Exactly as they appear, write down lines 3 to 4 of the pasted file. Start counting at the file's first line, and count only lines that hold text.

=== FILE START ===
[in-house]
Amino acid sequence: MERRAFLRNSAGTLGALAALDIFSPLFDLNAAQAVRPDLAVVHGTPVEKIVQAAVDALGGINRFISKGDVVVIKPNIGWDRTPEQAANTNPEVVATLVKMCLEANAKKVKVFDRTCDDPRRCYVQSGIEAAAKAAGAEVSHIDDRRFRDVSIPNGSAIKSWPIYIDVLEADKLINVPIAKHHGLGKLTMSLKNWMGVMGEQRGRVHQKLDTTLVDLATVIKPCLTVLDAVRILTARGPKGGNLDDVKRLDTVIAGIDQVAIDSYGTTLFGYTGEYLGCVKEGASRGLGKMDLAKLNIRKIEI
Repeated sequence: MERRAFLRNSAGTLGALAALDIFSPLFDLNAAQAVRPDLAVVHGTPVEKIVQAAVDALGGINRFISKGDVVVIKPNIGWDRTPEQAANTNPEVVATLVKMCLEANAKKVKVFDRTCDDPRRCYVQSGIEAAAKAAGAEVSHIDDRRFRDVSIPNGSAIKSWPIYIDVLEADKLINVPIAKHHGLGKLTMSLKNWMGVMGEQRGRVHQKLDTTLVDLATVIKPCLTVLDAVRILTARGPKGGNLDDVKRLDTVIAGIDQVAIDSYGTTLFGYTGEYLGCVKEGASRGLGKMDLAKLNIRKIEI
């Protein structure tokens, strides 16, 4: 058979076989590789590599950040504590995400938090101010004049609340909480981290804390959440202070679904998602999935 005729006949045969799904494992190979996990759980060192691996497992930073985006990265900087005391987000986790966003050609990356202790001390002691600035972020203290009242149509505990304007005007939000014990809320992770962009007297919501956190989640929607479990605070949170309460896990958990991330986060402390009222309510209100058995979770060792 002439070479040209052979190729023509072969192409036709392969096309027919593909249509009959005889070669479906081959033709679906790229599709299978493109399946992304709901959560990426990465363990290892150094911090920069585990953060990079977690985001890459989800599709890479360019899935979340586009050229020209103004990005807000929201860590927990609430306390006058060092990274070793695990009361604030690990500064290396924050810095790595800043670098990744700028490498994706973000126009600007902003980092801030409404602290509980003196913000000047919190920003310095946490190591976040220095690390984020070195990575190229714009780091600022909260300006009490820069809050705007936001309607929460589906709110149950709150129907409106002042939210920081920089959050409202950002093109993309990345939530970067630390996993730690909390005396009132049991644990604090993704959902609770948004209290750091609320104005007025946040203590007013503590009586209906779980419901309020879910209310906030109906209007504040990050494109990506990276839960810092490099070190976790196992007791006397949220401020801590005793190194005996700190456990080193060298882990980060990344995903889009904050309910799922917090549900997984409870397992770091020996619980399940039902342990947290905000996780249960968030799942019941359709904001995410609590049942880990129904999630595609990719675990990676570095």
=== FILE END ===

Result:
Repeated sequence: MERRAFLRNSAGTLGALAALDIFSPLFDLNAAQAVRPDLAVVHGTPVEKIVQAAVDALGGINRFISKGDVVVIKPNIGWDRTPEQAANTNPEVVATLVKMCLEANAKKVKVFDRTCDDPRRCYVQSGIEAAAKAAGAEVSHIDDRRFRDVSIPNGSAIKSWPIYIDVLEADKLINVPIAKHHGLGKLTMSLKNWMGVMGEQRGRVHQKLDTTLVDLATVIKPCLTVLDAVRILTARGPKGGNLDDVKRLDTVIAGIDQVAIDSYGTTLFGYTGEYLGCVKEGASRGLGKMDLAKLNIRKIEI
């Protein structure tokens, strides 16, 4: 058979076989590789590599950040504590995400938090101010004049609340909480981290804390959440202070679904998602999935 005729006949045969799904494992190979996990759980060192691996497992930073985006990265900087005391987000986790966003050609990356202790001390002691600035972020203290009242149509505990304007005007939000014990809320992770962009007297919501956190989640929607479990605070949170309460896990958990991330986060402390009222309510209100058995979770060792 002439070479040209052979190729023509072969192409036709392969096309027919593909249509009959005889070669479906081959033709679906790229599709299978493109399946992304709901959560990426990465363990290892150094911090920069585990953060990079977690985001890459989800599709890479360019899935979340586009050229020209103004990005807000929201860590927990609430306390006058060092990274070793695990009361604030690990500064290396924050810095790595800043670098990744700028490498994706973000126009600007902003980092801030409404602290509980003196913000000047919190920003310095946490190591976040220095690390984020070195990575190229714009780091600022909260300006009490820069809050705007936001309607929460589906709110149950709150129907409106002042939210920081920089959050409202950002093109993309990345939530970067630390996993730690909390005396009132049991644990604090993704959902609770948004209290750091609320104005007025946040203590007013503590009586209906779980419901309020879910209310906030109906209007504040990050494109990506990276839960810092490099070190976790196992007791006397949220401020801590005793190194005996700190456990080193060298882990980060990344995903889009904050309910799922917090549900997984409870397992770091020996619980399940039902342990947290905000996780249960968030799942019941359709904001995410609590049942880990129904999630595609990719675990990676570095």